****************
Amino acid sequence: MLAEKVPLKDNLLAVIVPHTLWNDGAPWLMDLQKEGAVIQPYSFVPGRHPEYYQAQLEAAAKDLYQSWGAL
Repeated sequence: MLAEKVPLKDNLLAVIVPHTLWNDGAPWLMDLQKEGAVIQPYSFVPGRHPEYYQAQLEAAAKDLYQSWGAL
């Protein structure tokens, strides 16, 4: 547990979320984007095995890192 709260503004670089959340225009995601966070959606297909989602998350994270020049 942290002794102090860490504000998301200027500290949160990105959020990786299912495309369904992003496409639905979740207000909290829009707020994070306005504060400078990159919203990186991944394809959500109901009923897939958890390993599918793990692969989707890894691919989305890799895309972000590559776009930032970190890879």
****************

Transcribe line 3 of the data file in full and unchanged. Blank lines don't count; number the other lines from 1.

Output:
């Protein structure tokens, strides 16, 4: 547990979320984007095995890192 709260503004670089959340225009995601966070959606297909989602998350994270020049 942290002794102090860490504000998301200027500290949160990105959020990786299912495309369904992003496409639905979740207000909290829009707020994070306005504060400078990159919203990186991944394809959500109901009923897939958890390993599918793990692969989707890894691919989305890799895309972000590559776009930032970190890879």